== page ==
TITLE

Assessing DNA Barcoding as a Tool for Species Identification and Data Quality Control

AUTHOR(S)
Shen, Yong-Yi; Chen, Xiao; Murphy, Robert W.
PUB. DATE
February 2013
SOURCE
PLoS ONE;Feb2013, Vol. 8 Issue 2, p1
SOURCE TYPE
Academic Journal
DOC. TYPE
Article
ABSTRACT
In recent years, the number of sequences of diverse species submitted to GenBank has grown explosively and not infrequently the data contain errors. This problem is extensively recognized but not for invalid or incorrectly identified species, sample mixed-up, and contamination. DNA barcoding is a powerful tool for identifying and confirming species and one very important application involves forensics. In this study, we use DNA barcoding to detect erroneous sequences in GenBank by evaluating deep intraspecific and shallow interspecific divergences to discover possible taxonomic problems and other sources of error. We use the mitochondrial DNA gene encoding cytochrome b (Cytb) from turtles to test the utility of barcoding for pinpointing potential errors. This gene is widely used in phylogenetic studies of the speciose group. Intraspecific variation is usually less than 2.0% and in most cases it is less than 1.0%. In comparison, most species differ by more than 10.0% in our dataset. Overlapping intra- and interspecific percentages of variation mainly involve problematic identifications of species and outdated taxonomies. Further, we detect identical problems in Cytb from Insectivora and Chiroptera. Upon applying this strategy to 47,524 mammalian CoxI sequences, we resolve a suite of potentially problematic sequences. Our study reveals that erroneous sequences are not rare in GenBank and that the DNA barcoding can serve to confirm sequencing accuracy and discover problems such as misidentified species, inaccurate taxonomies, contamination, and potential errors in sequencing.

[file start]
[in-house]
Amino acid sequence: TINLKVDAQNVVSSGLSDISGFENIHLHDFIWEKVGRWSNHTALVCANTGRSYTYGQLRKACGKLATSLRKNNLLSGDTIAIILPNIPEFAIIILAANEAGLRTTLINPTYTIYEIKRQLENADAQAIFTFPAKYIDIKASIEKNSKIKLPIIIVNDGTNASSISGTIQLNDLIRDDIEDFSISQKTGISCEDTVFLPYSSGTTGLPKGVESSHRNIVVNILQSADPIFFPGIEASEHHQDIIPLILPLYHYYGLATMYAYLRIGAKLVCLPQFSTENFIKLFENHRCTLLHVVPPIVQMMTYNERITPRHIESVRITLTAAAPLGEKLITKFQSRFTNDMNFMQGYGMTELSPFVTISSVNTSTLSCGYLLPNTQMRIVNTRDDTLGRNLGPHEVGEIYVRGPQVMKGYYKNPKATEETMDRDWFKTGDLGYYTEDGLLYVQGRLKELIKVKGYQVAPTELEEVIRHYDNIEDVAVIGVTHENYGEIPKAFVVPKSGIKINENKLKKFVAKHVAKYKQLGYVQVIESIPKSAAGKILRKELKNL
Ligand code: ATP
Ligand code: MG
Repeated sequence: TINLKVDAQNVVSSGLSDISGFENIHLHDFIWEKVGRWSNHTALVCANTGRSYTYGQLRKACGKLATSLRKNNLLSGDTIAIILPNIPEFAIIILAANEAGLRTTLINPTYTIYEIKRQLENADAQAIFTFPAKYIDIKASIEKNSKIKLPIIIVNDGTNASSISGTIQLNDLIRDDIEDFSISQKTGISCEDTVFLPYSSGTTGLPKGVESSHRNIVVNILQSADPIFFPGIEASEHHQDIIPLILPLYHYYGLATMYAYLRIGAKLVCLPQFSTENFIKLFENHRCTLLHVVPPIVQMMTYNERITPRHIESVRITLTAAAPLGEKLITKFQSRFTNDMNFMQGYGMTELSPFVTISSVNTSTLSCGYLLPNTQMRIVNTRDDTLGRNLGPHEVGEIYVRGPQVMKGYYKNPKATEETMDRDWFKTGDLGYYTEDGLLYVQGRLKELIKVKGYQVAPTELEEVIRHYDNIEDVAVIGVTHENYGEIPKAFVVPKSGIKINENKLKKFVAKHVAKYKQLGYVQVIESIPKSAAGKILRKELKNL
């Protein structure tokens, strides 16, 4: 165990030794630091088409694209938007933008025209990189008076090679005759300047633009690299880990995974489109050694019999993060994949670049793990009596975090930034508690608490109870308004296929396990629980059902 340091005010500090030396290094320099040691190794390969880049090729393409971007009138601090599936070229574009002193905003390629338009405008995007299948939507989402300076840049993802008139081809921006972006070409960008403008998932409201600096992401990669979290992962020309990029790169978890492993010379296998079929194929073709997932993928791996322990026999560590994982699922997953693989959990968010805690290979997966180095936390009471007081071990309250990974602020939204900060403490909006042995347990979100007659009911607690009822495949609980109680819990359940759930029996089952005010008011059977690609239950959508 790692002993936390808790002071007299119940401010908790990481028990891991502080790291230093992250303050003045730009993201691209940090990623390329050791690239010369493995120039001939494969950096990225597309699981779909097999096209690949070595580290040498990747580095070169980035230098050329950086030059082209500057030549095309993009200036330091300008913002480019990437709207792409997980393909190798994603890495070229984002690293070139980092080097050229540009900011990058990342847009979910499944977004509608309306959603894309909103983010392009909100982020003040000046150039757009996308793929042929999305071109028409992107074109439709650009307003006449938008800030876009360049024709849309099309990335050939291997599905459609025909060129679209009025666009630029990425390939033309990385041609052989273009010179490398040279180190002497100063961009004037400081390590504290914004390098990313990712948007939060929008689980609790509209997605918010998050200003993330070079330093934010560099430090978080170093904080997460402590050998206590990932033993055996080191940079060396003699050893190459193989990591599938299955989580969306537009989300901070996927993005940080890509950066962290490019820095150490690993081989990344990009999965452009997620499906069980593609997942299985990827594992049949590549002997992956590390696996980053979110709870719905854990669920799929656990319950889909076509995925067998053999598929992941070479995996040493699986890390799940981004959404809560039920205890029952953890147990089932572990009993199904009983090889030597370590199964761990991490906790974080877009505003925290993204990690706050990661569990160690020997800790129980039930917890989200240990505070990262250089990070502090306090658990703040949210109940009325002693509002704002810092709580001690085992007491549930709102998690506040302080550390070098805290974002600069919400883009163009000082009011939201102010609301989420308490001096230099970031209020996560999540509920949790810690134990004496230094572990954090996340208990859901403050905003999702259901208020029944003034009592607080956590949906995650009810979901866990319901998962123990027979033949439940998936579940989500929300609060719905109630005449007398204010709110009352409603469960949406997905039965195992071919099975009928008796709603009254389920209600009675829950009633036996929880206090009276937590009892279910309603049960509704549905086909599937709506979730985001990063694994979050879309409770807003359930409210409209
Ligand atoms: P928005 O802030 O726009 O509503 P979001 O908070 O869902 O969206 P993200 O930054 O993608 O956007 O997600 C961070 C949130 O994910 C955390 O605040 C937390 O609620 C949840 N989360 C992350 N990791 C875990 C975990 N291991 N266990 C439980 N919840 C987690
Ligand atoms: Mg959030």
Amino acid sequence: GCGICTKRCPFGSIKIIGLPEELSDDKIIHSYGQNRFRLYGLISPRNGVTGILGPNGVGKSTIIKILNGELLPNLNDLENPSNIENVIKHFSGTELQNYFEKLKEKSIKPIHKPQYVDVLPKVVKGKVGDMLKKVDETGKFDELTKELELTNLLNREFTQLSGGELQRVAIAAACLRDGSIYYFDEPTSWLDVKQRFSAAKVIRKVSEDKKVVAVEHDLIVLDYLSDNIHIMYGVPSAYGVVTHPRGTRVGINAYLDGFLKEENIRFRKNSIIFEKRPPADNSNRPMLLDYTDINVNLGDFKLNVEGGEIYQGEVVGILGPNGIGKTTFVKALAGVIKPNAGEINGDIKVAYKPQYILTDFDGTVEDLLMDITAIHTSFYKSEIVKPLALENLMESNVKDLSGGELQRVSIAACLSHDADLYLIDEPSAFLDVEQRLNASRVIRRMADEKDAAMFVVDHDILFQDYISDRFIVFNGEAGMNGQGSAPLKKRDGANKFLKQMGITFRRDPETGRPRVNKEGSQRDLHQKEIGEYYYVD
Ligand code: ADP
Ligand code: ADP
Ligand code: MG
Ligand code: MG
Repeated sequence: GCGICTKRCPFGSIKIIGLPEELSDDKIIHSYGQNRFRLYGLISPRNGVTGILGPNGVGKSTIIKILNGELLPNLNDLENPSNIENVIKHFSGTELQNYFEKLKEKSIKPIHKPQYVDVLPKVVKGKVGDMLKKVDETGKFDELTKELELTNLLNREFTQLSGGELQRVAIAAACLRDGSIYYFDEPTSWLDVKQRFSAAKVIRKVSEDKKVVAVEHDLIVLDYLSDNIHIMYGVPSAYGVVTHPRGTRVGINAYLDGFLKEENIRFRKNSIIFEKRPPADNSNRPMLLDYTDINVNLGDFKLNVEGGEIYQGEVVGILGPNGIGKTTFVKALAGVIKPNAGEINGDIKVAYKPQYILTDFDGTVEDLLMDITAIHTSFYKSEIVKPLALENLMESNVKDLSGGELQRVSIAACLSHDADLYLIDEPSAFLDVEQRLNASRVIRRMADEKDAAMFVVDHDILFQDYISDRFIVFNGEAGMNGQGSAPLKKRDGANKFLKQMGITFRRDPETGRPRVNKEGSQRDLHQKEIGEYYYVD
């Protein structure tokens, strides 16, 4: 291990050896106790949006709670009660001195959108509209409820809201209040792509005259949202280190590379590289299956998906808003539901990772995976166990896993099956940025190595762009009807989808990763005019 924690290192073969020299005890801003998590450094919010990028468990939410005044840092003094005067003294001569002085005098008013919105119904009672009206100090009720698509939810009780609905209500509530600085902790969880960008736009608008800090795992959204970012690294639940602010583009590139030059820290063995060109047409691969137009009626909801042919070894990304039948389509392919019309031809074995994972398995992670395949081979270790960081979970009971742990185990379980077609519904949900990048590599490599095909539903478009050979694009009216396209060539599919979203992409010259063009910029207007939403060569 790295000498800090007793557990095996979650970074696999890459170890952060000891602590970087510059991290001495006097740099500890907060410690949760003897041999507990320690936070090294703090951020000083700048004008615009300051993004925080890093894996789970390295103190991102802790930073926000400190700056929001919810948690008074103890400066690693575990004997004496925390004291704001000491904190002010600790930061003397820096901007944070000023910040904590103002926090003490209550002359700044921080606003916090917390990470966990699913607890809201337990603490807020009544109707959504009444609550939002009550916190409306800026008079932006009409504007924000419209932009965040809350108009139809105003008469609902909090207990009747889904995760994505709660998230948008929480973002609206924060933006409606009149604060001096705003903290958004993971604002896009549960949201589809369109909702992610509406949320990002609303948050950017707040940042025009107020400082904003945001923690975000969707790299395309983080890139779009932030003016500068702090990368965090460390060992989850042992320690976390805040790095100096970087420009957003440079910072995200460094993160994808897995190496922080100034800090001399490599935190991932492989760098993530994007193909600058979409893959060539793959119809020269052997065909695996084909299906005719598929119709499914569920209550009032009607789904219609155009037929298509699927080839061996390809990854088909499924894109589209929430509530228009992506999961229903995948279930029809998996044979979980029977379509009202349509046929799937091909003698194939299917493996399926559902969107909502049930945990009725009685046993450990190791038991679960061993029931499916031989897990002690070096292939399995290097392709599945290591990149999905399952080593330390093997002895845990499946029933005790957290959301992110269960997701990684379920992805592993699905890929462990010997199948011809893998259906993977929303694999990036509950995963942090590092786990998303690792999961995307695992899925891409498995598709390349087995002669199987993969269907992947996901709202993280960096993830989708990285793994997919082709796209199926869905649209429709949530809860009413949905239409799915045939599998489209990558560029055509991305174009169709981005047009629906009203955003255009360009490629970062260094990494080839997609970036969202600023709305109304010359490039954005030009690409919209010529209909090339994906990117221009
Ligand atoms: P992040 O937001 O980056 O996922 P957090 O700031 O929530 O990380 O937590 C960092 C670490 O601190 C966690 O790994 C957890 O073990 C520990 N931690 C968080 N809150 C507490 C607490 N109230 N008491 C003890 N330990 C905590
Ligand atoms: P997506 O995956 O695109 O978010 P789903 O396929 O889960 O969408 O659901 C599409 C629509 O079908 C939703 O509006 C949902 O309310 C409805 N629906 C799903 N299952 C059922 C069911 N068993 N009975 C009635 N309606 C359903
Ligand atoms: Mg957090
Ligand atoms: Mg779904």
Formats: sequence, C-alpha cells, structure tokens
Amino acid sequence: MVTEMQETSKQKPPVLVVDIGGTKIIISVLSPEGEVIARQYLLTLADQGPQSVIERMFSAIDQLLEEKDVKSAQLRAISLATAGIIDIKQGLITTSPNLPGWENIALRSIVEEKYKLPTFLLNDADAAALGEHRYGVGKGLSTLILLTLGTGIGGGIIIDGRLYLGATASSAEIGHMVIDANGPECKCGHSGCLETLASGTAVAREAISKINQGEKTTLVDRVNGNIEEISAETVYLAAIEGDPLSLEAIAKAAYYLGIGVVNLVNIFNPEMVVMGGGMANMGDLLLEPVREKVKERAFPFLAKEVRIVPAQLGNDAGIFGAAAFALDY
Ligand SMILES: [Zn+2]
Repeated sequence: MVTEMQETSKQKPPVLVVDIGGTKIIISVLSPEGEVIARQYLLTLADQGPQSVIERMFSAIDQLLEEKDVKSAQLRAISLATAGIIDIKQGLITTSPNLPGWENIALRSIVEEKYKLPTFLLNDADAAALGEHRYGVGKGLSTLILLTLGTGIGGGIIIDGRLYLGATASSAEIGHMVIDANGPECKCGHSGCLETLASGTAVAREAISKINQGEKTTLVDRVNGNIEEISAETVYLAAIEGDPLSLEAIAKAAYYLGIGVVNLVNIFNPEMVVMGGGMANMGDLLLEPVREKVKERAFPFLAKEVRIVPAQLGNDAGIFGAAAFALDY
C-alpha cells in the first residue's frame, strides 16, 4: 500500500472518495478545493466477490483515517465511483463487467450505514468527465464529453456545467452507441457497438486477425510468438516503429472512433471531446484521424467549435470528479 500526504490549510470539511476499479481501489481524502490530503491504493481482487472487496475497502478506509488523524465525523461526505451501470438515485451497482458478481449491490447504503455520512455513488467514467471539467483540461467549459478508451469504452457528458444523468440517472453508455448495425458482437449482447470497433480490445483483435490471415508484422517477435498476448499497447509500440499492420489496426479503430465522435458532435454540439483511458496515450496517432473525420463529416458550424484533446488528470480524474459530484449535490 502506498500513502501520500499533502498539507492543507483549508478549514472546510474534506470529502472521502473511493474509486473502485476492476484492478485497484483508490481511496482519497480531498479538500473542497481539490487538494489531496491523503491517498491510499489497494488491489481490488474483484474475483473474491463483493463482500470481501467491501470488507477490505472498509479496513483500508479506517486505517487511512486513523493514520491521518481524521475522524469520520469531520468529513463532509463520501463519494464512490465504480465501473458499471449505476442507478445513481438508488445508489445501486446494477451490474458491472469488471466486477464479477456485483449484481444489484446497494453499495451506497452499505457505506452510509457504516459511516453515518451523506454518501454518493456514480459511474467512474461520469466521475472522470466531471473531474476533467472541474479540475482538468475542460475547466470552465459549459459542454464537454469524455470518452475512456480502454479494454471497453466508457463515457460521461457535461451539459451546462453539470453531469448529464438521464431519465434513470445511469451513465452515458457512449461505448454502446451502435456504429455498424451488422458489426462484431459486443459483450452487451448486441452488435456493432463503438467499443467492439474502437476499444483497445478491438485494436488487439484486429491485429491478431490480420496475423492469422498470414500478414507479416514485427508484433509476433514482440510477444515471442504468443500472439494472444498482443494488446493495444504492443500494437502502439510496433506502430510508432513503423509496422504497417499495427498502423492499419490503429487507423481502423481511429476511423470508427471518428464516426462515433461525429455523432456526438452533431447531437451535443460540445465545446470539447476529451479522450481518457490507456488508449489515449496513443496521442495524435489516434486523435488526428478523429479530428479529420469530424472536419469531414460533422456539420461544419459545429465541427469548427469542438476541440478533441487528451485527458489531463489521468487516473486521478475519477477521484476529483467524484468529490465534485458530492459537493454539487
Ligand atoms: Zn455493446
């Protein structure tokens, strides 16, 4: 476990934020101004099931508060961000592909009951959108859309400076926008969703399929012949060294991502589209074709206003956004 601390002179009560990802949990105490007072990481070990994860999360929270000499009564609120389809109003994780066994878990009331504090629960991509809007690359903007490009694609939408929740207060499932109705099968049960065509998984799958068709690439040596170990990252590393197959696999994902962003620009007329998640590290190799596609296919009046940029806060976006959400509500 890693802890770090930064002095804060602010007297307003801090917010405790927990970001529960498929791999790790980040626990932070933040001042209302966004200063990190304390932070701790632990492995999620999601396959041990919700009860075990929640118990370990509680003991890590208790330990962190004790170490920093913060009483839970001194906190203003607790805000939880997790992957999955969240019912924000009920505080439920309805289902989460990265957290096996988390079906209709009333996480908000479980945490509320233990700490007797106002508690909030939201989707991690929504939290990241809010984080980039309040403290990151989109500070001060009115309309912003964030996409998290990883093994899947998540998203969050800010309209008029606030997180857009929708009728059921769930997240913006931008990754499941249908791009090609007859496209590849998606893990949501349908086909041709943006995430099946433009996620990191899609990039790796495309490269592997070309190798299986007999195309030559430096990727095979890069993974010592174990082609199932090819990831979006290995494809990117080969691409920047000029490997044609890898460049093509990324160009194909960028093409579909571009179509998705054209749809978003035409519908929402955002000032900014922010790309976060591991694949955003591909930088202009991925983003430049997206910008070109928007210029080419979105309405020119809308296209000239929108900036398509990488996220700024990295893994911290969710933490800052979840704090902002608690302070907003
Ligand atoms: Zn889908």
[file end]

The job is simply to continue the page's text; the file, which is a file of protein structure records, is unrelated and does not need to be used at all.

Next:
ACCESSION #
87625222

 

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